“Migden, Newsom, Rust Review…”

by on February 28, 2007


I would not expect a subtle campaign from Carole Migden.

When then Supervisors Migden first visited our Panhandle Residents
Organization in the 1980s, she commented brightly about how nice it was
just to walk around the corner to visit constituents. It is true that she
owned the condo just around the corner, but she “sublet” that apartment to
another woman – we all understood she actually lived up in the Oakland hills.

Sometime later, at another meeting, I asked her what she and the Board of
Supervisors were doing to attract biotechnology to San Francisco. She
looked at me blankly and said: “What is biotechnology?”

Wayne Lanier

Dear Editor:

The Bush administration has again announced drastic cuts to housing programs that threaten the existence of Mayor Newsom’s programs aimed at eliminating homelessness and improving quality of life for San Franciscans, and where is he? Once considered a creative, courageous and charismatic young heir of Kennedy era vision and leadership, Mayor Newsom is seldom seen or heard speaking out about repressive federal actions that continue to bushwhack him at every move.

Is he in treatment, bed with a starlet, talking bad WiFi policy on the Google jet or just in hiding? Silence and invisability are not attributes I want my elected political leaders to be flashing as the federal government wreaks havoc with the needs of those Newsom is once again neglecting to represent with compassion and care. Get your ass back to work and let us know you’re capable of doing your job.

Thank You,

Stu Smith
San Francisco, CA


I don’t know when you saw RUST, but I went to a preview last Thursday night and it was announced prior to the opening that there was a new ending added to the play. The revised ending was a more traditional theatrical “tragic” ending. First, the other cast members appear, but they seem to be magically “absorbed” by Aunt Jemimah, as they leave the racist curio shop and disappear with the sound effect that gives the impression that they were absorbed (my mind went into a reference to the Borg from Star Trek). Only Chunk, the lead’s fellow Football player, Jeanne, Chunk’s wife, Randall, the cast lead African American Football player (please correct your review – you cite him as a Football player and later as a Basketball player) and Randall’s wife confronting Aunt Jemimah. Everyone but Randall freezes in a moment reminiscent of one casting upon the gaze of Medusa. Randall than confronts Aunt Jemimah, upon which she reveals herself to be his mother.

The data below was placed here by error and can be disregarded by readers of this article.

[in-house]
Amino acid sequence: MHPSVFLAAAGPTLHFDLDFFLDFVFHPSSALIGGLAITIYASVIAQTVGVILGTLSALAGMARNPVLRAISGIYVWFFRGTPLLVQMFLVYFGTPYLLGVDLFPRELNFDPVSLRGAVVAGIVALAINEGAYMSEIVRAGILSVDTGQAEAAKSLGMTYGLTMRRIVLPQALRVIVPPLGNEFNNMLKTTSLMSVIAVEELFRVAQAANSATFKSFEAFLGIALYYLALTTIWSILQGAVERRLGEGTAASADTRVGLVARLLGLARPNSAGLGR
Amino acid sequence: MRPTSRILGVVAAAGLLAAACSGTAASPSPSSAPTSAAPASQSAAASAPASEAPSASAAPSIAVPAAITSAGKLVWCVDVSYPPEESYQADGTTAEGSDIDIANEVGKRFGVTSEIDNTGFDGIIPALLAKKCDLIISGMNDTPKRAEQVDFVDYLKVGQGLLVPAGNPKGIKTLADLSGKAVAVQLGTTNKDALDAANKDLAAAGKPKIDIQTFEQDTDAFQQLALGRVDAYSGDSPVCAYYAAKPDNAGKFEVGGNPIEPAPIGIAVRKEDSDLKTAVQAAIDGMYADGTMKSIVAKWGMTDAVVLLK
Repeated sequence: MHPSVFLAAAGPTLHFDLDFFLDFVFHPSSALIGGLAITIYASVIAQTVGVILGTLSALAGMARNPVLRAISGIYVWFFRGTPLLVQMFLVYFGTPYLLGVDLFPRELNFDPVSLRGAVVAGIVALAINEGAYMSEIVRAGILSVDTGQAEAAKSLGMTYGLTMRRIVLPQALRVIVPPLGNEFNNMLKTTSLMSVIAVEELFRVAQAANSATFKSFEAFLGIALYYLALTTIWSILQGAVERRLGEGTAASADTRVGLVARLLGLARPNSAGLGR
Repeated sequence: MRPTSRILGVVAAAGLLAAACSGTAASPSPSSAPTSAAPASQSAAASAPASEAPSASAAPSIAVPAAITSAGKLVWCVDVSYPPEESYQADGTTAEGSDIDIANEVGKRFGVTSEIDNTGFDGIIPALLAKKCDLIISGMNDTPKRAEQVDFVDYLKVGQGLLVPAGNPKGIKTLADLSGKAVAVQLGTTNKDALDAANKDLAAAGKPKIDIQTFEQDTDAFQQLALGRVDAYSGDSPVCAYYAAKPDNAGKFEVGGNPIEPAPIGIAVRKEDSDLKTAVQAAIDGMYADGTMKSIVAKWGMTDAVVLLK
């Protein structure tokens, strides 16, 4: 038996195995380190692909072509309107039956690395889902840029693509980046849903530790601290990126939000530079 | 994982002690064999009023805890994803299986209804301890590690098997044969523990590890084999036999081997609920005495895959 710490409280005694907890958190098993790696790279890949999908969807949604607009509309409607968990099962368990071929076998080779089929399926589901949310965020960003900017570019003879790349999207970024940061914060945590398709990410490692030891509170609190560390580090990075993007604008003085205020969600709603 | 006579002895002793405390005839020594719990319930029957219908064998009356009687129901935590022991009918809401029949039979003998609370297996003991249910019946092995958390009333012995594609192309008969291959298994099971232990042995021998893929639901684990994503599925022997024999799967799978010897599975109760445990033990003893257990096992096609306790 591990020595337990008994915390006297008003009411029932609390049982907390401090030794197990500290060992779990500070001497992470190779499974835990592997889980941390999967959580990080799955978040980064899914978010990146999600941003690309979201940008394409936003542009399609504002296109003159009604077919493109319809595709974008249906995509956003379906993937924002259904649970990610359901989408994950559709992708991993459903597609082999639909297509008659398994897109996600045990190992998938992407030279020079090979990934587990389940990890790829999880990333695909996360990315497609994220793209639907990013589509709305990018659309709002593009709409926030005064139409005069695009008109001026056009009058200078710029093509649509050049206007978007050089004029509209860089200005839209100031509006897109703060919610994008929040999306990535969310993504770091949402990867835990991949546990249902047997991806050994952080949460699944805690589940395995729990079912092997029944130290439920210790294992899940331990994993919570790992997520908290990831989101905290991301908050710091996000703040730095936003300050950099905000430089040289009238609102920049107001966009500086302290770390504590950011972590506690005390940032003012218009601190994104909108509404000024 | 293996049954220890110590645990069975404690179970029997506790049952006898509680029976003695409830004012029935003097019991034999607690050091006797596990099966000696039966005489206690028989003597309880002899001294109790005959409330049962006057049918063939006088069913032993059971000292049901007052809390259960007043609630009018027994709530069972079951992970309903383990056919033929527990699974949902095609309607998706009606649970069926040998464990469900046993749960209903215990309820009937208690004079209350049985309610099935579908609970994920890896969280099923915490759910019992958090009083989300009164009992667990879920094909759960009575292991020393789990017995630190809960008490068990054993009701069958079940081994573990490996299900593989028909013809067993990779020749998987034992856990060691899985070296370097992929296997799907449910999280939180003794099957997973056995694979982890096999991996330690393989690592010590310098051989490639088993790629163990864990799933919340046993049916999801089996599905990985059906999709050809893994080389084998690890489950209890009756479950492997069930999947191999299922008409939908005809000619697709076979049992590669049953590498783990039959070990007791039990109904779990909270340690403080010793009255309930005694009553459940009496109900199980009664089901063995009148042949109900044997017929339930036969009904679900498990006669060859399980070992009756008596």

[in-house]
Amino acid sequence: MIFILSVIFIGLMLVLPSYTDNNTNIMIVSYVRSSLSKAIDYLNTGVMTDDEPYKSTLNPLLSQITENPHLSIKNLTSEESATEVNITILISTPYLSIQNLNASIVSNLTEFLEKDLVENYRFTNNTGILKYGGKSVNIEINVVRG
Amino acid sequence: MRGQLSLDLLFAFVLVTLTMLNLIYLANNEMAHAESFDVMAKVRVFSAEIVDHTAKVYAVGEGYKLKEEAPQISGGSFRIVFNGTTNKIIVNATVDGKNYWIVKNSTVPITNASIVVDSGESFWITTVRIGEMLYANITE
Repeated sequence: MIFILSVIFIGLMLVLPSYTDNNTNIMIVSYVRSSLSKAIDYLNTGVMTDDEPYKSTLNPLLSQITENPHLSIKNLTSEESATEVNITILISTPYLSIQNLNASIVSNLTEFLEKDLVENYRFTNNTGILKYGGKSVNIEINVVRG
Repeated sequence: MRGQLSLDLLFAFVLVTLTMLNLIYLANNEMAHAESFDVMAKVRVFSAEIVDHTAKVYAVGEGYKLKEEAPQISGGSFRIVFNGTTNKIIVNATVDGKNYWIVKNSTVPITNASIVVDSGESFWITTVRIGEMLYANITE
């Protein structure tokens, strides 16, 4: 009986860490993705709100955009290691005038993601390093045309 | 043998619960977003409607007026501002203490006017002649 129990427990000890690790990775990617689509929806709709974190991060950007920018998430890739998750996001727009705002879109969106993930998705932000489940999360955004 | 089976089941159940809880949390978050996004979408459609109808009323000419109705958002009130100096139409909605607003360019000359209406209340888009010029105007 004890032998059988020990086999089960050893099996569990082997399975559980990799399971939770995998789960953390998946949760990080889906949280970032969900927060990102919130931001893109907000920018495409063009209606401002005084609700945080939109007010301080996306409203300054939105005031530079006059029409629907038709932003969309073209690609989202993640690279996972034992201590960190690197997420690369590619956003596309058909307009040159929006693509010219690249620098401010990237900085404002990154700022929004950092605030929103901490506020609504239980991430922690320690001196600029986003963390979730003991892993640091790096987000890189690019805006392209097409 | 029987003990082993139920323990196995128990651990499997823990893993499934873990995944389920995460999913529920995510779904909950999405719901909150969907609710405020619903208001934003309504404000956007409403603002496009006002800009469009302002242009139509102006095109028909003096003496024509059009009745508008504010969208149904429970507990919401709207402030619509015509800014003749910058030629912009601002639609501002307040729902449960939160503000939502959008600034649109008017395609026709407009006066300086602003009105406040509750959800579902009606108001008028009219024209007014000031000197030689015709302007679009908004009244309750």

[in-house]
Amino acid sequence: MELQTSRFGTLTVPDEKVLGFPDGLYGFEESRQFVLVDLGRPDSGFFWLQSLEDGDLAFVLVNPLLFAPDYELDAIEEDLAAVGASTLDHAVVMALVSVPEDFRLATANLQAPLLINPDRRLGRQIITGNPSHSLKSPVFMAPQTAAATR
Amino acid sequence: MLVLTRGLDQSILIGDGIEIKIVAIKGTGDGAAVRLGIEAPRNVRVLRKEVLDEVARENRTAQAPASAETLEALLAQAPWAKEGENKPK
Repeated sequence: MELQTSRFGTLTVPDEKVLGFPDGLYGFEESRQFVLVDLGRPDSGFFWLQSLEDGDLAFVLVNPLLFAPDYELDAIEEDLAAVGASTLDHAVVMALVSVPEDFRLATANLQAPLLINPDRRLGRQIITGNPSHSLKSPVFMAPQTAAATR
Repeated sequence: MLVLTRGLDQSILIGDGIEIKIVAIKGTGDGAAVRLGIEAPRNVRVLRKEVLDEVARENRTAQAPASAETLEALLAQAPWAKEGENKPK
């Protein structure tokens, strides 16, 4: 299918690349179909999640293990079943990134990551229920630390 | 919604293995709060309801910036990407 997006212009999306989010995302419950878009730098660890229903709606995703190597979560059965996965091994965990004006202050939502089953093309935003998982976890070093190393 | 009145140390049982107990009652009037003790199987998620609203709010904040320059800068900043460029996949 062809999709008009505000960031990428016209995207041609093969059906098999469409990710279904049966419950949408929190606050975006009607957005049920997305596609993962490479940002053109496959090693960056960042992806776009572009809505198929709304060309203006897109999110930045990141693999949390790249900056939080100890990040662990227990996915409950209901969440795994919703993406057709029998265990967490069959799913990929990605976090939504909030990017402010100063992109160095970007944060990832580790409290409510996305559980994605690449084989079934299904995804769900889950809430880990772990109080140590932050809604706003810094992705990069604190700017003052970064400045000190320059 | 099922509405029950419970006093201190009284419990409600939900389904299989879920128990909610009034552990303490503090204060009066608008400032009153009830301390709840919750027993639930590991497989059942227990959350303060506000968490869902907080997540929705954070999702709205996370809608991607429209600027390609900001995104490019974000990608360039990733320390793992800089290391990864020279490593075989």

Their interactions appear at first to lead to an ending involving a reconciliation from their conflicts earlier in the play. Yet, just as suddenly as this occurs, the mother subsequently begins to recriminate her son for his choices he has made, confronting him about the role that she views is racist and presents him with one finally opportunity to “make right” in her mind. Then the old man who runs the curio shop comes in, and rice starts falling on his head, I presume to denote him as “Uncle Ben”, a very obvious play on to a reference as an “Uncle Tom”. Uncle Ben leaves the stage and Randall is forced to make a choice – join his mom/A. J. and continue to hold out from his football career or rejoin the team and buy into the system. The final words of the play reveal Randall has made the latter choice, and with the choice he freezes in place as the other 3 cast members in what appears to be the ultimate judgment for his decision.

I thought this ending was much stronger than what you described, and I hope you give the play another chance and attend another showing now that it is moving into full release. I would say that the reference to Joe Lewis by the older man who appeared to be stuck in a hospital where his skin was being pulled of to use as a book binding was a bit obtuse – and very disturbing if it is a reference to a true story. Despite this loose end that needs cleaning up, I found that most of the other aspects of the play worked for me.

Perhaps because a lot of the themes of the play touched me directly as a man of color working in a predominately white professional field, where many of the decision makers and those who hold power (of all ethnic backgrounds) come from a different class background than my upbringing. I think the issues that Randall have to deal with affect everyone – essentially the struggle of how authentic are you to your values in a professional world that may ask you to put those aside in the name of profit, politics or maintaining power.


Kenya Wheeler

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